The world was outraged when a 14-year-old girl in Pakistan was shot in the head last week simply for being an ardent advocate for the right of girls to an education. Unfortunately, Malala's case is not an isolated one. In most parts of the world today, individuals and organizations working to advance social, political, and environmental justice face imminent danger as a result of their work. In the past two months alone, a 70-year-old activist in Cambodia was sentenced to 20 years in prison because he challenged the government's policy of confiscating local land for powerful corporate interests; in southern India, police used live ammunition on villagers protesting against a proposed nuclear power plant; a human rights lawyer opposing the creation of special economic development zones was shot dead in Honduras; and in the United Arab Emirates, an outspoken critic of inhumane treatment of political prisoners was assaulted in the street twice and faced government surveillance.

One-third of the candidates for the November 2012 UN Human Rights Council elections are unqualified for the job, according to a new Freedom House policy paper. These countries fail to meet the UN's criteria that council members must “uphold the highest standards in the promotion and protection of human rights.”

Pages

Experts

Senior Program Manager, Latin America and the Caribbean

Alessandra Pinna is the Senior Program Manager for the Latin America and the Caribbean programs at Freedom House.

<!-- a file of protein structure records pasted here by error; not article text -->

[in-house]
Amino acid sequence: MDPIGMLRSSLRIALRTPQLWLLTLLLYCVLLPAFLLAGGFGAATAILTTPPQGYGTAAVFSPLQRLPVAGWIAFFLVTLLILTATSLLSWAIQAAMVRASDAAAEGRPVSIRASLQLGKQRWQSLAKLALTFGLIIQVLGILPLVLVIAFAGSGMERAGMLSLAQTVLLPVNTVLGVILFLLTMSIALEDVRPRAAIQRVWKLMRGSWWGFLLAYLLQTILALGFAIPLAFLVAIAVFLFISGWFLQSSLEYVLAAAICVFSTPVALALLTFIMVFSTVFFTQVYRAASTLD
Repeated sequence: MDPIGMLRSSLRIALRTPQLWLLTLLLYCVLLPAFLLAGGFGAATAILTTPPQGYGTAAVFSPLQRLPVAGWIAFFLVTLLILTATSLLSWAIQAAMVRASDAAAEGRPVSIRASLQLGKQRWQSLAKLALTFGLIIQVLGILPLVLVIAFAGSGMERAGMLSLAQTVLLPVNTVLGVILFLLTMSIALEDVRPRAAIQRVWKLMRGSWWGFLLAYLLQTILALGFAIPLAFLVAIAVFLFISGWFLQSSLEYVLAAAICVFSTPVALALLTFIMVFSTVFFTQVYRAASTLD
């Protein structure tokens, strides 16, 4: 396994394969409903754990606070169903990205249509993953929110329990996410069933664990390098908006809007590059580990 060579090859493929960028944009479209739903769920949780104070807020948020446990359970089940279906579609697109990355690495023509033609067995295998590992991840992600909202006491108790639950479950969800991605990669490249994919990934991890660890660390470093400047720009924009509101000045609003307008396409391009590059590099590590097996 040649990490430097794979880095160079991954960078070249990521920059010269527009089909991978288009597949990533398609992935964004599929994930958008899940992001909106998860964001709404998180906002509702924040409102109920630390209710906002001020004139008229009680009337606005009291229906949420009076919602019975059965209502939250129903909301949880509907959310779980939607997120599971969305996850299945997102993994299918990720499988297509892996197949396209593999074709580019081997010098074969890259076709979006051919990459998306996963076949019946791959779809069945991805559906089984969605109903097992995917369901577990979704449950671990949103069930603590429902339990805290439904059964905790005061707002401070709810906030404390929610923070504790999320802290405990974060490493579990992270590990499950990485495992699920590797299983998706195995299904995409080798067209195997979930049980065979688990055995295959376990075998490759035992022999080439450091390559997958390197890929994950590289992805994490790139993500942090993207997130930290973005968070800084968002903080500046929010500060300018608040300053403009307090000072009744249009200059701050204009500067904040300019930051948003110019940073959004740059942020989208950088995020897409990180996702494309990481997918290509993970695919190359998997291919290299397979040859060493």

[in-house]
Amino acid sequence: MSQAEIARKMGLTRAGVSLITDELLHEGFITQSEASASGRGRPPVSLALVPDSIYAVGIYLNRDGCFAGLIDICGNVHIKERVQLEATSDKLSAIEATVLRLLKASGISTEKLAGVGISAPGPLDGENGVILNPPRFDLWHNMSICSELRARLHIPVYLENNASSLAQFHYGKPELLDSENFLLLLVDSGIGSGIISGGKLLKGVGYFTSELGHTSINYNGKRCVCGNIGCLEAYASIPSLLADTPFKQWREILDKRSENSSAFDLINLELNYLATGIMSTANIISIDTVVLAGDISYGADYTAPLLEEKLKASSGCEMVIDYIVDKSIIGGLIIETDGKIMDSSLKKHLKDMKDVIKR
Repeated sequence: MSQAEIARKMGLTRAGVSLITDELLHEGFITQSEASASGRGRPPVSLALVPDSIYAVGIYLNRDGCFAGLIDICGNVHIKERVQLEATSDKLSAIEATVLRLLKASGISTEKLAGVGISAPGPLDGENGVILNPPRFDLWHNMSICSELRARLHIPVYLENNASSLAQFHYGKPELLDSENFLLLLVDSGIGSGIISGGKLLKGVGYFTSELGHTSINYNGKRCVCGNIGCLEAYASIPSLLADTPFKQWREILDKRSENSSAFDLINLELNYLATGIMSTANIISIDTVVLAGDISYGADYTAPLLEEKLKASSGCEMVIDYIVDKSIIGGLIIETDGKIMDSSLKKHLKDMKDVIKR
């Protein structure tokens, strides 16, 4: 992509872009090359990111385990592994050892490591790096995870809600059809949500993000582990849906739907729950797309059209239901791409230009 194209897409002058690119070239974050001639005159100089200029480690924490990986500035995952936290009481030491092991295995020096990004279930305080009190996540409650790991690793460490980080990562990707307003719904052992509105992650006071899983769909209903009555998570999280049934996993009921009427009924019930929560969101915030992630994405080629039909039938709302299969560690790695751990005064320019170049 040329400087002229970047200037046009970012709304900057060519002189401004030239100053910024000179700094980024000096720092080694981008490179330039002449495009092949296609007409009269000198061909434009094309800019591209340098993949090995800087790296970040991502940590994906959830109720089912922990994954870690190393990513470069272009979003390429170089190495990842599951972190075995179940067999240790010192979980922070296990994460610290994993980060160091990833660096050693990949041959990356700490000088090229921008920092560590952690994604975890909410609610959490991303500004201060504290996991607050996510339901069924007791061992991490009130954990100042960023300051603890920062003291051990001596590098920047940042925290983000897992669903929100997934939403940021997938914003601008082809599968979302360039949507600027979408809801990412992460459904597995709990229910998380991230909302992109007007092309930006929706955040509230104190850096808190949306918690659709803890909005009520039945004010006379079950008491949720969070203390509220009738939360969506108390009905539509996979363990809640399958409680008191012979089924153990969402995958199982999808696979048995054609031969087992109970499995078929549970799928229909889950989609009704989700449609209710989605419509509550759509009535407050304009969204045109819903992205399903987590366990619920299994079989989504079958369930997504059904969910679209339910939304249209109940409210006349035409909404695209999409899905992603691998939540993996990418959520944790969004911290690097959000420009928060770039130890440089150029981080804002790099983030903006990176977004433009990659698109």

Issues: 
Regions: 
87 thousand people
Press:
Partly Free
Status
Free
Scores Overview
2.0 / 7 (least free)
Freedom Rating
41 million people
Internet:
Free
Press:
Partly Free
Status
Free
Scores Overview
2.0 / 7 (least free)
Freedom Rating
27
(0 = Best, 100 = Worst) / 100 (least free)
Internet Freedom
362 thousand people
Press:
Free
Status
Free
Scores Overview
1.0 / 7 (least free)
Freedom Rating
277 thousand people
Press:
Free
Status
Free
Scores Overview
1.0 / 7 (least free)
Freedom Rating
326 thousand people
Press:
Free
Status
Free
Scores Overview
1.5 / 7 (least free)
Freedom Rating
11 million people
Press:
Partly Free
Status
Partly Free
Scores Overview
3.0 / 7 (least free)
Freedom Rating
194 million people
Internet:
Partly Free
Press:
Partly Free
Status
Free
Scores Overview
2.0 / 7 (least free)
Freedom Rating
33
(0 = Best, 100 = Worst) / 100 (least free)
Internet Freedom
35 million people
Internet:
Free
Press:
Free
Status
Free
Scores Overview
1.0 / 7 (least free)
Freedom Rating
15
(0 = Best, 100 = Worst) / 100 (least free)
Internet Freedom
17 million people
Press:
Free
Status
Free
Scores Overview
1.0 / 7 (least free)
Freedom Rating
47 million people
Internet:
Partly Free
Press:
Partly Free
Status
Partly Free
Scores Overview
3.0 / 7 (least free)
Freedom Rating
32
(0 = Best, 100 = Worst) / 100 (least free)
Internet Freedom
4.5 million people
Press:
Free
Status
Free
Scores Overview
1.0 / 7 (least free)